Euphoria wrapped up this past Sunday, and I’ve been reflecting all week on how fascinating it was as I’ve edited the events photographs. In short, Euphoria is the most singular and diverse festival in central Texas.
First, the festival is a lot bigger than I expected it to be.
Euphoria debut in 2012 and had around 3,000 attendees through out the weekend. This year, right before Bob Moses took stage on Saturday evening, some staffers claimed that there were about 70,000 people at the festival. If those numbers are correct and continue to grow then Euphoria will soon be as big as Austin City Limits.
Euphoria provides entertainment nearly every hour of the weekend.
There were four stages (2 main, 2 side) that had EDM, hip hop, and (in one case) marching band performers all day until 2:00 AM. Afterwards, people either went back to their camp site or attended the silent disco – a dance party that had live djs relay their music to individual headphones instead of a speaker system – that lasted until 6:00 in the morning. Finally, as the morning sun rose, festival attendees would rest…for about three hours. Yoga, hooping, stilt walking lessons, and meditation workshops started in the early morning hours until 2:00 PM, which is when concert start up again. Fire dancers, ridable uniquely designed bicycles by the Austin Bike Zoo, or live painters were side attractions during the day. Rinse and repeat.
Euphoria had top notch headliners including Wiz Khalifa, Alesso, Young Thug, Pretty Lights, Chromeo, Moby and Zeds Dead. The performers that lead up to the headliners weren’t just there to fill time beforehand. In fact, they turned out to be better in some cases. For instance, Alan Walker and Lost Kings were not only were they amazing djs, but also great at hyping the crowd. They managed to get thousands of people smiling and dancing to their beats.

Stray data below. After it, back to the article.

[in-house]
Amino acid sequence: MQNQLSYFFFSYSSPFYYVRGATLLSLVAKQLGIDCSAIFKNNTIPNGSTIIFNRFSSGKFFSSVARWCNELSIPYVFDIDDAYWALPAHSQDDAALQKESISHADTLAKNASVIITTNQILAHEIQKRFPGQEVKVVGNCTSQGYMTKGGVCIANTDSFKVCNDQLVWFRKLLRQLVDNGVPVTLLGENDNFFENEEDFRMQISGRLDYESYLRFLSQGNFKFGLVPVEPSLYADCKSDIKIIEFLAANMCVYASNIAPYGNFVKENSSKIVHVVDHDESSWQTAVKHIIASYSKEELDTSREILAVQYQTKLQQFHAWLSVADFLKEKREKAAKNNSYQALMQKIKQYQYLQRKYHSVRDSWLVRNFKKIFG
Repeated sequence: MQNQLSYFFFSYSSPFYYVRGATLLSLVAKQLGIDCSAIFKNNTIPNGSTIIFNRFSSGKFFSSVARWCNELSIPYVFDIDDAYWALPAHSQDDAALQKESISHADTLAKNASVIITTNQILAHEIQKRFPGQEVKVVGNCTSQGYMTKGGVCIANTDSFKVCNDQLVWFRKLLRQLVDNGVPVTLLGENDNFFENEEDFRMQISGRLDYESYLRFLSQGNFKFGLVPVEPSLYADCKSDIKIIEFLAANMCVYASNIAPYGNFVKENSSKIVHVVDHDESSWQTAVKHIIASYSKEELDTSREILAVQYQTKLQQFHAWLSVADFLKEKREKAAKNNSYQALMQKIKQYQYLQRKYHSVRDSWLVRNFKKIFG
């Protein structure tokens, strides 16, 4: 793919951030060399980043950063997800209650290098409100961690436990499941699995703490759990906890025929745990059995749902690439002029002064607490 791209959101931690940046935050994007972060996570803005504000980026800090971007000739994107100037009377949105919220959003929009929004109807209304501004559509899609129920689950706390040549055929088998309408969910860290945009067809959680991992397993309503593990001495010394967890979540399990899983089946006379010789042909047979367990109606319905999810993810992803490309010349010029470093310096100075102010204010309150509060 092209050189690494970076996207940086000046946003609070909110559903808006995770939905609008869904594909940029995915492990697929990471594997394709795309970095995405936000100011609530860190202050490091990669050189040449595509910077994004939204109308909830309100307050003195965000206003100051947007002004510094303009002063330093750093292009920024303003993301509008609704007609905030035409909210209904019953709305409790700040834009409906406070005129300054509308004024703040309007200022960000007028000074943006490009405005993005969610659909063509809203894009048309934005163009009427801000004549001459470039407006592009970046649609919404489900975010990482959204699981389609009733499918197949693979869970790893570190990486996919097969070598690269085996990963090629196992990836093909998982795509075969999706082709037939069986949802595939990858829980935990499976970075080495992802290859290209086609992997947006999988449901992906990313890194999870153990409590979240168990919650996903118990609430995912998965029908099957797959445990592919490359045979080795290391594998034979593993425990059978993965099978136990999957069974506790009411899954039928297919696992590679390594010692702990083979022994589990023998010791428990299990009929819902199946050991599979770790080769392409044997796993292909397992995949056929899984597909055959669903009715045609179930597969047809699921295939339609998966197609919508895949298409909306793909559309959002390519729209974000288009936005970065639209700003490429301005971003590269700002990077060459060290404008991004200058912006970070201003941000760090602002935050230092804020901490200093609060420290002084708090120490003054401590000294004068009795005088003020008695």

The only unfortunate event that happened over the weekend was the The Knocks being absent. The group had to cancel their performance due to their flight from Atlanta being delayed. However, Disco Biscuits agreed to play a double set and fill in the empty time slot. Props to Disco Biscuits stepping up!
On the last day.
I talked with a group of 6 college age students while I was taking photos of the campsite. They claimed to have driven twenty hours in an “old van” from a small town outside of Chicago. Their campsite consisted of only one weathered tent that look like it was made to house only four people. I asked them why? Pitch Fork, Lollapalooza, Spring Awakening are all amazing festivals that take place in their home state. Why make the long drive to sleep in a tent in the Texas humidity and then make another long drive back home? One girl in the group, who looked like she hadn’t slept in days reached out to me and said “Because this is the best. We’re the best. You’re the best.”
Euphoria will most likely return in the spring of 2018. We’ll be sure to let you know what the future of this festival holds.
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